- relativePath - this is the relative path from the web root where ColdSpring will write the remote version of the CFC. In this example, I want ColdSpring to write the remote CFC in the model folder that is under ColdSpring/Examples/JustColdSpring (remember ColdSpring is under my web root).
- remoteMethodNames - the names of the those methods in the original CFC (UserService) that we want to have written into the remote version (UserServiceRemote). In this example we want a remote version of the getUserByID function. Note that you can use an * to specify all methods that start with a certain word. For example, you could use get* as the value and ColdSpring would create a remote version of every method that starts with the word get.
<!---create the userServiceRemote object that can be used by a Flex
application. See services.xml file bean definition for userServiceRemote--->
<cfset application.beanFactory.getBean("userServiceRemote") />
I added the above line to the inner if statement ( cfif not structKeyExists(application,"beanFactory") or structKeyExists(url,"reloadApp") ) in my application.cfm. So if the beanFactory has not yet been created and placed in the application scope (or if reloadApp is specified in the URL), ColdSpring will create the beanFactory and will also create the userServiceRemote CFC object. So now we have a userServiceRemote object that our Flex application can connect to.
The Flex Example Application
In the flex folder you'll find a Flex project named JustCSFlex. This is just a basic test of connecting a Flex application to the backend ColdFusion userServiceRemote CFC that ColdSpring created for us. If you run this Flex application and click on the button you should see an alert box with userFirstName = "Bruce" and userLastName = "Phillips" if everything is working correctly.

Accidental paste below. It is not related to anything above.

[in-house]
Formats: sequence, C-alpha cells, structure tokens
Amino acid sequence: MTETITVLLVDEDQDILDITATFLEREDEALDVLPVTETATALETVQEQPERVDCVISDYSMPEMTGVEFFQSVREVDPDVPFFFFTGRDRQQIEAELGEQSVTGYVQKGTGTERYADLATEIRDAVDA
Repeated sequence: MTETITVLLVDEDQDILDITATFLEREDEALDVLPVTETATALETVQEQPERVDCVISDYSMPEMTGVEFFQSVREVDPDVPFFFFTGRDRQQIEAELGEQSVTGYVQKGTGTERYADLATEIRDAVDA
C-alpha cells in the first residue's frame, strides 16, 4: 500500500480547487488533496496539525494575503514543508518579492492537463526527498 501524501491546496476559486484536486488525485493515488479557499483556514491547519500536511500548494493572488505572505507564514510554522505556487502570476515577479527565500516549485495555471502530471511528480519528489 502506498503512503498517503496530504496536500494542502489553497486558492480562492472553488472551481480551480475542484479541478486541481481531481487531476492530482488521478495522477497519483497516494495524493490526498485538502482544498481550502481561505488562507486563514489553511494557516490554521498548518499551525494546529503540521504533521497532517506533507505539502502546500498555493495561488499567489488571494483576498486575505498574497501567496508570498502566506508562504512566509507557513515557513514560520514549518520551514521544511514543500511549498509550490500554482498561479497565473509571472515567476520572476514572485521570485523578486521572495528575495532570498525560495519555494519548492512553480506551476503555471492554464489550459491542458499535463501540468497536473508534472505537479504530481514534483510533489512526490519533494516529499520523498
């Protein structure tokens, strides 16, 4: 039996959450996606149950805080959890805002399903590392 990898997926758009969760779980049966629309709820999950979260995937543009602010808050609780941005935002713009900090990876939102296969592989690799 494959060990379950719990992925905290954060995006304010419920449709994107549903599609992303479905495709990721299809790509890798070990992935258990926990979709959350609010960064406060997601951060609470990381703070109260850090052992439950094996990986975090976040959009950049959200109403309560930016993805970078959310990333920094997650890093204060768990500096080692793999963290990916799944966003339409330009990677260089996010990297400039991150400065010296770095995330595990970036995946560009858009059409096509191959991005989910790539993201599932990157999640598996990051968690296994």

The source value of the mx:RemoteObject tag is "coldspring.examples.JustColdSpring.model.userServiceRemote". This value points to the CFC that ColdSpring created for us.
Prior to running the Flex application, you must have loaded index.cfm (which will cause application.cfm to run) in the web browser. You only need to do this once unless you make a change to your CFCs or services.xml. If you do make a change, just reload index.cfm with the reloadApp URL variable (for example: http://localhost:8500/coldspring/examples/JustColdSpring/index.cfm?reloadApp=1 ).
The first time you run index.cfm (or run it again with reloadApp URL variable) ColdSpring will create the UserServiceRemote CFC (or over write the CFC if it exists).
It was relatively easy to have ColdSpring create a remote version of the CFC that we could use in our Flex application. Thank you to Brian Rinaldi (see reference 1) for providing a good example of how to use ColdSpring to do this. Read his blog entry and the ColdSpring documentation for a more advanced explanation of what is happening when you use this technique.
ColdSpring enables us to easily extend the functionality of our service CFCs so that they can be used with Flex and within a standard ColdFusion application. I did not need to modify the UserService CFC at all, so the developers working on the application can continue to use that CFC and not worry about what I'm doing with the Flex part of the web application.